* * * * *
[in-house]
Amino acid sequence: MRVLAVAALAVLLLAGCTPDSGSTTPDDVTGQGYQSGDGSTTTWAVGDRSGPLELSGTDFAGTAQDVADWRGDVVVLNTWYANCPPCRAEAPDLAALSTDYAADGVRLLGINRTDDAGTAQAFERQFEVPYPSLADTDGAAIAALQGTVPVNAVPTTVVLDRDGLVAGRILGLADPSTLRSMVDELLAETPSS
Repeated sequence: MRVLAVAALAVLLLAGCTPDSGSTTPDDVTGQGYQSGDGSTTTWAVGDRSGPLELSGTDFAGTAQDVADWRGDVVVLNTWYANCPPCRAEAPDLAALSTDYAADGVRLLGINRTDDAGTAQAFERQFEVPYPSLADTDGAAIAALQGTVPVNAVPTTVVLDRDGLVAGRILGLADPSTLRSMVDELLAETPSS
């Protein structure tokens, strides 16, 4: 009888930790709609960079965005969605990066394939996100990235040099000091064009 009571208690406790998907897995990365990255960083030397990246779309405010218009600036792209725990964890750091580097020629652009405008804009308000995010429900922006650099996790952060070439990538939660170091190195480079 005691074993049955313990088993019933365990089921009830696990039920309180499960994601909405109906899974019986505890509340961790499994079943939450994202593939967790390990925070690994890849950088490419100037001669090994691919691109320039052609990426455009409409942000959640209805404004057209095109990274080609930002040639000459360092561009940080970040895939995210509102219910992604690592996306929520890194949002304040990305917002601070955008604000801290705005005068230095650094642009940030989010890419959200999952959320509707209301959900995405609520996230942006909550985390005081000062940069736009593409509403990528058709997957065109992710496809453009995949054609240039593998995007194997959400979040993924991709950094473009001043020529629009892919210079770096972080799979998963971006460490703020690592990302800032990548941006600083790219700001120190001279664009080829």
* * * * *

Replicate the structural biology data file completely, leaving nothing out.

[in-house]
Amino acid sequence: MRVLAVAALAVLLLAGCTPDSGSTTPDDVTGQGYQSGDGSTTTWAVGDRSGPLELSGTDFAGTAQDVADWRGDVVVLNTWYANCPPCRAEAPDLAALSTDYAADGVRLLGINRTDDAGTAQAFERQFEVPYPSLADTDGAAIAALQGTVPVNAVPTTVVLDRDGLVAGRILGLADPSTLRSMVDELLAETPSS
Repeated sequence: MRVLAVAALAVLLLAGCTPDSGSTTPDDVTGQGYQSGDGSTTTWAVGDRSGPLELSGTDFAGTAQDVADWRGDVVVLNTWYANCPPCRAEAPDLAALSTDYAADGVRLLGINRTDDAGTAQAFERQFEVPYPSLADTDGAAIAALQGTVPVNAVPTTVVLDRDGLVAGRILGLADPSTLRSMVDELLAETPSS
């Protein structure tokens, strides 16, 4: 009888930790709609960079965005969605990066394939996100990235040099000091064009 009571208690406790998907897995990365990255960083030397990246779309405010218009600036792209725990964890750091580097020629652009405008804009308000995010429900922006650099996790952060070439990538939660170091190195480079 005691074993049955313990088993019933365990089921009830696990039920309180499960994601909405109906899974019986505890509340961790499994079943939450994202593939967790390990925070690994890849950088490419100037001669090994691919691109320039052609990426455009409409942000959640209805404004057209095109990274080609930002040639000459360092561009940080970040895939995210509102219910992604690592996306929520890194949002304040990305917002601070955008604000801290705005005068230095650094642009940030989010890419959200999952959320509707209301959900995405609520996230942006909550985390005081000062940069736009593409509403990528058709997957065109992710496809453009995949054609240039593998995007194997959400979040993924991709950094473009001043020529629009892919210079770096972080799979998963971006460490703020690592990302800032990548941006600083790219700001120190001279664009080829």